Considering that Zaman sold over 1.2 million copies a day at its peak in January 2015, making the newspaper the most popular in Turkey, the Erdoğan government scandalously treated a huge number of people as potential terrorists just because they were subscribing to a critical newspaper. The government tried to force the newspaper into bankruptcy by running a campaign personally led by Erdoğan, who asked people at public rallies to cancel their subscriptions. State-owned enterprises such as Turkish Airlines removed Zaman from the list of newspapers provided at airports and on planes.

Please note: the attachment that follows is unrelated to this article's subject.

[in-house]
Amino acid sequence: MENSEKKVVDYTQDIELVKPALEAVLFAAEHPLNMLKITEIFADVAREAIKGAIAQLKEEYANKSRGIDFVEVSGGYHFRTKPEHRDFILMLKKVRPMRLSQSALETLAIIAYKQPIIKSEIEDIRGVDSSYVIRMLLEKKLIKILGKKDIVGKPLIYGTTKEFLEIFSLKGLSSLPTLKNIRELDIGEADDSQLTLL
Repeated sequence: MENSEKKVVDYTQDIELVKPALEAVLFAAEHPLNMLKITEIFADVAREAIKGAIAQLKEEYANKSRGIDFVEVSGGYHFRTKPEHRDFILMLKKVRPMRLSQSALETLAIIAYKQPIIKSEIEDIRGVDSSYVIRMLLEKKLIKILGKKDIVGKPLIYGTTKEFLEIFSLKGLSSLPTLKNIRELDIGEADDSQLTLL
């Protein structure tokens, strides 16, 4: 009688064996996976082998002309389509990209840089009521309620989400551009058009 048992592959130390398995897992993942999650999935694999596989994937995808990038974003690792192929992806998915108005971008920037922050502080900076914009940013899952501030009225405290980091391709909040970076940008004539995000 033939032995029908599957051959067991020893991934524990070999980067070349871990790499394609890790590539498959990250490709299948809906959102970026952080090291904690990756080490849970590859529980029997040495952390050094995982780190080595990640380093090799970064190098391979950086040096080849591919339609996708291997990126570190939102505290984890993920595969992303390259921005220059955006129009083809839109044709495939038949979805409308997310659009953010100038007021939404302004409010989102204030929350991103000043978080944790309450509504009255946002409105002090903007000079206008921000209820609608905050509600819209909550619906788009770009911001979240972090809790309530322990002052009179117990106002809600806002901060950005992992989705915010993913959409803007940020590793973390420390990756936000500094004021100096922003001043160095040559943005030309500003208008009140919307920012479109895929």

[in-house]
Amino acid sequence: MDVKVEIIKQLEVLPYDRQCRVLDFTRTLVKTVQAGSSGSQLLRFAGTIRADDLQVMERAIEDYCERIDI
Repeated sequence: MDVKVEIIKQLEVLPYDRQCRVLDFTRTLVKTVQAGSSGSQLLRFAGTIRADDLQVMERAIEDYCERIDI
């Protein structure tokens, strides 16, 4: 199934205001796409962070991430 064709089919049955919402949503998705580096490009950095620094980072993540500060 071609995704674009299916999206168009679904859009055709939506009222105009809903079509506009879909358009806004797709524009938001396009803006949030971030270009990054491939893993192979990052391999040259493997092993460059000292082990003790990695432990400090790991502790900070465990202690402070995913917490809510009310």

BPA audit report on Zaman’s circulation.

 

Although Zaman’s circulation dropped against the backdrop of the aggressive government campaign, the daily still managed to stay alive and retained its leading position in the market. According to a February 2016 report by BPA Worldwide, a prestigious company that audits the circulation of business and consumer magazines around the world, Zaman’s circulation in the second half of 2015 was 676,561. Zaman was the only Turkish newspaper that had been audited by the BPA since 2007. BPA is a founding member of the International Federation of Audit Bureaux of Certification (IFABC), a voluntary cooperative federation of audit companies in 34 countries.

The newspaper’s circulation dropped to 4,000 within a week of the government takeover in March 2016 as readers protested the unlawful seizure by cancelling their subscriptions in large numbers.